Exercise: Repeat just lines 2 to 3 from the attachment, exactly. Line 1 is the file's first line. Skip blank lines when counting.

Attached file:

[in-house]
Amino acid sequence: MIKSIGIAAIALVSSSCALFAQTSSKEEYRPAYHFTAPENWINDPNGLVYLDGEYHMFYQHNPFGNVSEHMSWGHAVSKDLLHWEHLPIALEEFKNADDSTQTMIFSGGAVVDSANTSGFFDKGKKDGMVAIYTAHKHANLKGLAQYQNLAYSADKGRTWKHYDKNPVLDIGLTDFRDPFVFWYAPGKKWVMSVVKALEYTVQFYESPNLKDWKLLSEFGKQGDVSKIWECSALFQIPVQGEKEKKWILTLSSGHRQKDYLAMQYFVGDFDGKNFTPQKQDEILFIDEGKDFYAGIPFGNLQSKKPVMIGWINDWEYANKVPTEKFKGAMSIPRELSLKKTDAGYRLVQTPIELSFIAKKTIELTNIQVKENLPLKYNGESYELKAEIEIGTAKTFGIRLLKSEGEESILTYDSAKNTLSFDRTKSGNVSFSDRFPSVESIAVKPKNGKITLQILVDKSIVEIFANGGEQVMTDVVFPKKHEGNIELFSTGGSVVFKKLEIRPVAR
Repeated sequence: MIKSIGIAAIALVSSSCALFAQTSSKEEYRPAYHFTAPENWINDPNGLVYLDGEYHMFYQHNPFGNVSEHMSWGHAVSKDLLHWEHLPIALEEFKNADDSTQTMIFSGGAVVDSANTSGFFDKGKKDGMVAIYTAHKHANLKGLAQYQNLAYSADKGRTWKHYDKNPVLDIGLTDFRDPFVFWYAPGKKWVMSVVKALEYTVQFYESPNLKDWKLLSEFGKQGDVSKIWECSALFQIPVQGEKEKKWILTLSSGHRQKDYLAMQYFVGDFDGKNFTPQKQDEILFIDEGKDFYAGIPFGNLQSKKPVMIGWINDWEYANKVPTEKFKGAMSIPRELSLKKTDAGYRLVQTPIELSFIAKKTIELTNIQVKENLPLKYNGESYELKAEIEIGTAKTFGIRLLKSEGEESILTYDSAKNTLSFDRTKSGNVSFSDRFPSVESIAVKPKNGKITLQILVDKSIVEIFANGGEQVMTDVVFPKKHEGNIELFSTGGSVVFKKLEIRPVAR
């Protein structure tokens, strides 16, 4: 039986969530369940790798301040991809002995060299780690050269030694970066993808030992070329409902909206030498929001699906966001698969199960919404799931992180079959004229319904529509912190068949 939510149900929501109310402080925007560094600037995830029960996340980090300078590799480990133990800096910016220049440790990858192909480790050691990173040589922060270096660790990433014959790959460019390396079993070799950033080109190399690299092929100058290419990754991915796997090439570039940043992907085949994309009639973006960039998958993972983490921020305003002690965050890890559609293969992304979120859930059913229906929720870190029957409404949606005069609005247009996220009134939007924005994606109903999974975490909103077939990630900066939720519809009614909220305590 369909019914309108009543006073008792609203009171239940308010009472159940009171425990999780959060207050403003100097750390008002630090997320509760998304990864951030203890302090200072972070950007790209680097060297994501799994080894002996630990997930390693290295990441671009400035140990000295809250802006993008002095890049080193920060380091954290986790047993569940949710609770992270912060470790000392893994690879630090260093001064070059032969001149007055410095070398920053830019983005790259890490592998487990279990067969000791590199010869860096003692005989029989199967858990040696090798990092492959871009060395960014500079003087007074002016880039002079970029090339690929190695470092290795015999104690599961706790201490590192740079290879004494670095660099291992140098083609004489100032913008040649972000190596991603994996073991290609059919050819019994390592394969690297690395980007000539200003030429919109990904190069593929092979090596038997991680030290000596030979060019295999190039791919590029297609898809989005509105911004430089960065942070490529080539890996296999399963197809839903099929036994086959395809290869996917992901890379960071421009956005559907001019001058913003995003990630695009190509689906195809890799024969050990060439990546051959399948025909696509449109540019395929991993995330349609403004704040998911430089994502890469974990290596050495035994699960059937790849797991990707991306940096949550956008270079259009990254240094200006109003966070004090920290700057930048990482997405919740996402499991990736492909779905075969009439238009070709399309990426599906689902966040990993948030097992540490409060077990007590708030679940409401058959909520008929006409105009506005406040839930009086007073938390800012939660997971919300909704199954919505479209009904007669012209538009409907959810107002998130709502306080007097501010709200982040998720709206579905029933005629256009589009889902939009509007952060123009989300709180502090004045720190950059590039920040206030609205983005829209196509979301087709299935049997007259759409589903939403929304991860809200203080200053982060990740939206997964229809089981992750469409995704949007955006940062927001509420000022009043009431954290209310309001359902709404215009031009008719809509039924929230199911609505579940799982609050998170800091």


Amino acid sequence: MIKSIGIAAIALVSSSCALFAQTSSKEEYRPAYHFTAPENWINDPNGLVYLDGEYHMFYQHNPFGNVSEHMSWGHAVSKDLLHWEHLPIALEEFKNADDSTQTMIFSGGAVVDSANTSGFFDKGKKDGMVAIYTAHKHANLKGLAQYQNLAYSADKGRTWKHYDKNPVLDIGLTDFRDPFVFWYAPGKKWVMSVVKALEYTVQFYESPNLKDWKLLSEFGKQGDVSKIWECSALFQIPVQGEKEKKWILTLSSGHRQKDYLAMQYFVGDFDGKNFTPQKQDEILFIDEGKDFYAGIPFGNLQSKKPVMIGWINDWEYANKVPTEKFKGAMSIPRELSLKKTDAGYRLVQTPIELSFIAKKTIELTNIQVKENLPLKYNGESYELKAEIEIGTAKTFGIRLLKSEGEESILTYDSAKNTLSFDRTKSGNVSFSDRFPSVESIAVKPKNGKITLQILVDKSIVEIFANGGEQVMTDVVFPKKHEGNIELFSTGGSVVFKKLEIRPVAR
Repeated sequence: MIKSIGIAAIALVSSSCALFAQTSSKEEYRPAYHFTAPENWINDPNGLVYLDGEYHMFYQHNPFGNVSEHMSWGHAVSKDLLHWEHLPIALEEFKNADDSTQTMIFSGGAVVDSANTSGFFDKGKKDGMVAIYTAHKHANLKGLAQYQNLAYSADKGRTWKHYDKNPVLDIGLTDFRDPFVFWYAPGKKWVMSVVKALEYTVQFYESPNLKDWKLLSEFGKQGDVSKIWECSALFQIPVQGEKEKKWILTLSSGHRQKDYLAMQYFVGDFDGKNFTPQKQDEILFIDEGKDFYAGIPFGNLQSKKPVMIGWINDWEYANKVPTEKFKGAMSIPRELSLKKTDAGYRLVQTPIELSFIAKKTIELTNIQVKENLPLKYNGESYELKAEIEIGTAKTFGIRLLKSEGEESILTYDSAKNTLSFDRTKSGNVSFSDRFPSVESIAVKPKNGKITLQILVDKSIVEIFANGGEQVMTDVVFPKKHEGNIELFSTGGSVVFKKLEIRPVAR